To find the inverse of a quadratic function, swap x and y and complete the square.
Algebraic Fractions
Simplifying
To simplify
 Look for common factor in the numerator and denominator
 Sometimes we have to factorise first
 If we have fractions in the numerator or denominator, multiply to remove the fraction
Multiplying and Dividing
 Multiply the numerators and multiply the denominators.
 Cancel where necessary
 Where one fraction is divided by another, invert/flip the second fraction and multiply.
Adding and Subtracting
 To add or subtract fractions, they must have the same denominator
 Be careful when subtracting (especially where there are double negatives)
 When the denominators have no common factor, their product gives the new denominator (multiply the numerator accordingly)
 It may be necessary to factorise the denominators first to spot the common factors
Writing Improper Fractions as Mixed Numbers
 Improper fractions, where the numerator is larger than the denominator can be written as mixed numbers
 The same can be done with algebraic fractions, where the numerator can order that is equal to or larger than the denominator
 The remainder is written as a fraction
 There are two methods for doing this
 Polynomial long division
 Remainder theorem
 Remainder has to have a lower power than the divisor
Let F(x) be a polynomial
Then F(x) = Q(x) * divisor + remainder
Sketching Graphs of y= 1/f(x)
We can sketch a graph of y=1/f(x) if we already know the graph of y = f(x)
Where y=f(x) crosses the x axis, y=1/f(x) has vertical asymptotes.
1/f(x) does not cross x axis if f(x) has no asymptotes
f(x) = 1/f(x) where f(x) = ±1
(Where y values are ±1, both graphs pass through the same point
Minima on f(x) become maxima on 1/f(x) and vice versa
Positive values of f(x) remain positive on 1/f(x)
Negative values of f(x) remain negative on 1/f(x)
If f(x) > ±∞ then 1/f(x) > 0
Trigonometry
secant
cosecant
cotangent
sec θ = 1 / cos θ θ ≠ ∏/2 + n∏ where n Є Z
cosec θ = 1 / sin θ θ ≠ n∏ where n Є Z
cot θ = 1 / tan θ θ ≠ ∏/2 + n∏ where n Є Z
cot θ = cos θ / sin θ
2 More Pythagorean Identities
tan2θ + 1 Ξ sec2θ
cot2θ + 1 Ξ cosec2θ
Numerical Method
Some equations cannot be solved using algebraic methods. For these we have to use numerical or graphical methods. Only approximate answers are found
Solving Equations Graphically
Approximations of the roots f(x) = 0 can be found by drawing f(x) and finding where it crosses the x axis
Inverse Trigonometric Equations
y = sin x is a many to one function, so we limit its domain to ∏/2 ≤ x ≤ ∏/2 . This is called the principal argument of sin x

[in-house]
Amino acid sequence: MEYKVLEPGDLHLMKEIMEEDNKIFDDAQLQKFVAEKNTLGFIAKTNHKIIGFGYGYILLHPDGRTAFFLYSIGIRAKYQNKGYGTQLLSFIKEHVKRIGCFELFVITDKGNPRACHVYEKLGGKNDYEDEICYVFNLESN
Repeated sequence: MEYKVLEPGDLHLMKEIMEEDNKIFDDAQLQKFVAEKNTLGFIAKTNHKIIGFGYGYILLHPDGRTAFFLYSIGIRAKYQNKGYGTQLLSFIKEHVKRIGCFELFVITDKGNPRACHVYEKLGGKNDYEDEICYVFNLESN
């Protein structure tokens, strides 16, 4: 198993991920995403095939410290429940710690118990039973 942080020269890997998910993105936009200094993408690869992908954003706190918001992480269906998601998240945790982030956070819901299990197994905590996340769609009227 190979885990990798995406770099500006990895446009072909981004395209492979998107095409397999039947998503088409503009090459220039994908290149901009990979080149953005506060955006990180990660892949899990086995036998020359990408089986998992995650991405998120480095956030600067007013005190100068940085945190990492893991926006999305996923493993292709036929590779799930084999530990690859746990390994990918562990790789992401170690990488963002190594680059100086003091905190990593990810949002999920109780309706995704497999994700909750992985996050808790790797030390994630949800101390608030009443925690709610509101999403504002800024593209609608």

For y = cos x, domain is 0 ≤ x ≤ ∏
For y = tan x, domain is ∏/2 ≤ x ≤ ∏/2 .
The inverse function of y = sin x is y = arcsin x
The inverse function of y = cos x is y = arccos x
The inverse function of y = tan x is y = arctan x
Trig Identities
sin(x y) = sin x cos y cos x sin y
cos(x y) = cos x cosy sin x sin y
tan(x y) = (tan x tan y) / (1 tan x tan y)
Fixed Point Iteration
In fixed point iteration, a single value estimate is found rather than the interval in which the root lies. This is done by generalising a sequence of numbers which converge to the root.
 Rearrange f(x) = 0 as x=g(x)

Use this as the basis for our iterative formula xn+1 = g(xn)

To start, substitute x0
Different rearrangements of f(x) may produce different roots
x0 needs to be close to the root
Sometimes the sequence won't converge to a root
Modulus Function
The modulus of a number a is written as a and is read mod a
It is its positive numerical value
The modulus function of f(x) is defined as:
f(x) f(x)≥0
f(x) =
f(x) f(x)<0
The modulus is also known as the absolute value and is usually the [Abs] button on your calculator.
Graphs of the Modulus Function y = f(x)
 Draw the graph without the modulus
 Reflect any parts below the x axis in the x axis
Sharp corners, called cusps, are created. Leave them alone
Graphs of the Function y = f(x)
To sketch this
Draw the graph of y = f(x) for x ≥ 0
Reflect this in the y axis
Solving Equations Using the Modulus
When solving equations involving a modulus, roots can come from either the reflected part of the graph. Draw a sketch to see where the solutions lie before solving the equation.
Trigonometric Equations
It would never be a problem to divide by cosθ to get tanθ as the values of θ that make cosθ=0 could never be a solution anyway
Transformations of Graphs
f(x + a) horizontal translation of a units a
f(x) + a vertical translation of a units a
f(kx) stretch by scale factor 1/k in the x direction k
kf(x) stretch by scale factor k in the y direction k
f(x) reflection in y axis
f(x) reflection in x axis
The Double Angle Formulae
Let B = A in the addition formulae for sin(A + B), cos(A + B) and tan(A + B)
Sin(2A) = sinAcosA + sinAcosA
= 2sinAcosA
Cos(2A) = cosAcosA  sinAsinA
= 2cos2A  1
= 1  2sin2A
Tan(2A) = tanA + tanA
1  tanAtanA
= 2tanA
1  tan2A
Can calculate sin(3A) by expanding sin(2A + A)
((sin(3A) = 3sinA – 4sin3A))
Expressing aSinθ + bCosθ as a Single Sin or Cos
aSinθ + bCosθ Ξ Rsin(θ + c)
Rsinc = b
Rcosc = a
R = √a2 + b2
R is the min/max value (with R being the max/min value)
Differentiation
We call (function)n a function of a function.
Chain Rule
dy dy du
dx du dx
When y = [f(x)]n
dy f'(x) n [f(x)]n1
dx
dy 1
dx dy/dx
The Product Rule
If y = f(x)g(x)
dy v du u dv
dx dx dx
The Quotient Rule
If y = f(x)
g(x)
dy v du u dv
dx dx dx
v2
Differentiating ef(x)
If y = ef(x)
dy f'(x)ef(x)
dx
Differentiating ln(x)
If y = ln(x)
dy 1
dx x
If y = ln(f(x))
dy f'(x)
dx f(x)
∫x1 dx = ln(x)
Differentiating Trig Functions
If y = sinx
dy cosx
dx
If y = cosx
dy sinx
dx
If y = tanx
dy 1 _ sec2x
dx cos2x
If y = secx
dy sinx _ secxtanx
dx cos2x
If y = cossecx
dy cosx cosecxcotx
dx sin2x
If y = cotx
dy 1 _ cosec2x
dx sin2x